As Australia's plans for the Test series against South Africa spill out into the public domain, an unflustered Graeme Smith has warned the Proteas' motivation levels have only heightened.
And on the matter of how much sensitive information South Africa have on Australia in return, Smith said: "We try to keep it in the guys' heads as much as possible so dossiers aren't left lying around."
The mind games ahead of the first Test at the Gabba in Brisbane which starts on Friday are well and truly in full swing.
However, the leaking of the secret document from the Australian camp that outlines the strengths and weaknesses of the touring side and advises short-pitched bowling and sledging hold the key to a baggy green victory may well backfire.
Instead of getting under the skin of the Proteas, the dossier, which was published in News Limited papers on Thursday, has only served to prod the world's best Test nation.
The suggestion earlier this week from Australia coach Mickey Arthur that Dale Steyn will struggle against a left-hander-dominated top order hasn't helped either.
South Africa is in town with their chests puffed out and Smith said the team was determined to let their cricket do the talking.
"Certainly the stuff that happens in the papers, maybe things Mickey has said have only added motivation to us. That has touched the motivation springs for us even more," he said.
"To come to Australia with a formidable side and know that you can compete over here and in the cut and thrust of playing and performing over here, is a nice feeling to have."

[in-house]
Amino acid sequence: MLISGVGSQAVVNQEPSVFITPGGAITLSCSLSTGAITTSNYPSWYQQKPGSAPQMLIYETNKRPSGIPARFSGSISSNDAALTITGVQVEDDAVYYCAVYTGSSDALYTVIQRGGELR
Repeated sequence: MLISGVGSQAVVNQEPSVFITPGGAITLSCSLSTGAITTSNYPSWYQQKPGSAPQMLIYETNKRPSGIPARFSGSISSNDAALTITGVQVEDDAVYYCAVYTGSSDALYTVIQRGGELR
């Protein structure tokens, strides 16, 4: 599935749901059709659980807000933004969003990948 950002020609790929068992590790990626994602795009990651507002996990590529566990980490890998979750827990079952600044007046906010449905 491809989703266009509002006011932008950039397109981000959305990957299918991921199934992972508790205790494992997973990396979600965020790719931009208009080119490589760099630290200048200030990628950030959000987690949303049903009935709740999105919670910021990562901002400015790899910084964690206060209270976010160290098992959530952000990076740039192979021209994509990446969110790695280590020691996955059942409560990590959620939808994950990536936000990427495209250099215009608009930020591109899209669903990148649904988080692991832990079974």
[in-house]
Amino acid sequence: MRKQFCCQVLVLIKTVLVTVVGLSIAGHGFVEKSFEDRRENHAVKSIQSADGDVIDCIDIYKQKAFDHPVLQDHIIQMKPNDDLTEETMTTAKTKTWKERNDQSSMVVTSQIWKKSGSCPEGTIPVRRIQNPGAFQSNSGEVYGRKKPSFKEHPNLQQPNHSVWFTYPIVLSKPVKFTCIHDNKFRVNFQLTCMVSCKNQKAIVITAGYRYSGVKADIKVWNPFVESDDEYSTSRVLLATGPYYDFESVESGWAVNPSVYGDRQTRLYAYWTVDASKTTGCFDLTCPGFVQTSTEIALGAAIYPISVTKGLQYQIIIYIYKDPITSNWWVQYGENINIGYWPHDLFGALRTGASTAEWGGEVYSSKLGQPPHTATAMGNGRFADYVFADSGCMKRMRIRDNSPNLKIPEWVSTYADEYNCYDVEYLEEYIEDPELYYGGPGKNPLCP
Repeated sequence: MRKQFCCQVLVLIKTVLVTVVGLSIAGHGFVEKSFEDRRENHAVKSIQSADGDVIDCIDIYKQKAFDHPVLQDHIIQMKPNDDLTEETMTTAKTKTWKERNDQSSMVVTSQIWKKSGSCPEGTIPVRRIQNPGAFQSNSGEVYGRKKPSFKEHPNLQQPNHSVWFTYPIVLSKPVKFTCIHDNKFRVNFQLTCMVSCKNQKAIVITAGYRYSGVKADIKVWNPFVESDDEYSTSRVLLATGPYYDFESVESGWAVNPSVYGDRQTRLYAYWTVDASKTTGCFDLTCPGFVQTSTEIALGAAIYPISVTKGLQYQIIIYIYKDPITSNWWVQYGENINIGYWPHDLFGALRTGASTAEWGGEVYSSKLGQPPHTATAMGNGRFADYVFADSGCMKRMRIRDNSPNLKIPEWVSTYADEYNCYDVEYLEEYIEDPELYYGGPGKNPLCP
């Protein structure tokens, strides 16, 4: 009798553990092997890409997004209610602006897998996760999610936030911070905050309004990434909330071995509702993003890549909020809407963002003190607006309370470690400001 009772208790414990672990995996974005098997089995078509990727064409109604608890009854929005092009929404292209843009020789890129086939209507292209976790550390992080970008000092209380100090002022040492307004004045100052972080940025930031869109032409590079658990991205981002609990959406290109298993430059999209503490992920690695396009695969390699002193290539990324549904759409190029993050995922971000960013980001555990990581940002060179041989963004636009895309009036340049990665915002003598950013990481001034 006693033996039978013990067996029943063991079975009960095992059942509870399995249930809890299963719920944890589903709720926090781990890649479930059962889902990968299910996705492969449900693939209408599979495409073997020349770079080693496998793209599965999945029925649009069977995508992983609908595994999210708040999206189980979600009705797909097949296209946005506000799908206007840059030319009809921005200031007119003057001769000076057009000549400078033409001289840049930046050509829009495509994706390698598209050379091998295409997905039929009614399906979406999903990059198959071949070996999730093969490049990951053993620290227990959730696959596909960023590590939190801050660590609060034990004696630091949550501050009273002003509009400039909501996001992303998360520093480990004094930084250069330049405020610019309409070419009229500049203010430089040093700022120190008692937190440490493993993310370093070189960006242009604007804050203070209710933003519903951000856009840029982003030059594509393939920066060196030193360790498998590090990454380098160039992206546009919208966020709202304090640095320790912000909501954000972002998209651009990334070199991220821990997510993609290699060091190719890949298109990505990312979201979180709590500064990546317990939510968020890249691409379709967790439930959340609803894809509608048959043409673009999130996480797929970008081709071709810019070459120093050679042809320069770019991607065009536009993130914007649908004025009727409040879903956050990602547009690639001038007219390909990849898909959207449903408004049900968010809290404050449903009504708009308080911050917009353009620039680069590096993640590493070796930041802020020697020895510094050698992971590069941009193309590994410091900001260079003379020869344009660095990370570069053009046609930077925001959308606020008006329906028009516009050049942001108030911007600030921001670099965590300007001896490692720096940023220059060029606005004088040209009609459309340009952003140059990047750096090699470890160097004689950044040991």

Asked if he'd be disappointed if he were dismissed lbw which is what the dossier pinpointed as the best way to remove him Smith said: "It won't be the first time and probably not the last time.
"I haven't really read it myself, but the things I've heard is nothing that we didn't expect. All of us have played enough against Australia and we know what it's going to take to be victorious here.
"We've certainly prepared that way. We've come through these things before. In terms of all that stuff, it's neither here nor there. It's all going to start tomorrow, isn't it?
"To us it doesn't really make a difference, to be honest with you. We all certainly know in our minds when we're preparing, we prepare a certain way for what we're going to expect over the next few days. We're tactically preparing in the nets and doing our work anyway."
If the dossier was Australia's big play in the pre-match verbal warfare, then South Africa have an ace up their sleeves.
Almost 12 months ago to the day, the Aussies were bowled out for just 47 as the Proteas' pace battery went ballistic in Cape Town.
The hope, Smith said, is to bring back memories of that horror innings to the front of baggy green minds in the Gabba Test.
"It was obviously a very interesting day's cricket to have Australia 9-21 or something like that. It's quite hard to still fathom today," he said.
"Our goal is to really get into the batting order and hopefully create a lot of pressure and a bit of doubt ... and have our bowlers expose the top order as much as possible.
"Everyone wants to have a team three down as quickly as possible.
"That inexperience and all the stuff that's been going on, is hopefully something we can exploit. That would be nice, because then we will have Australia under pressure."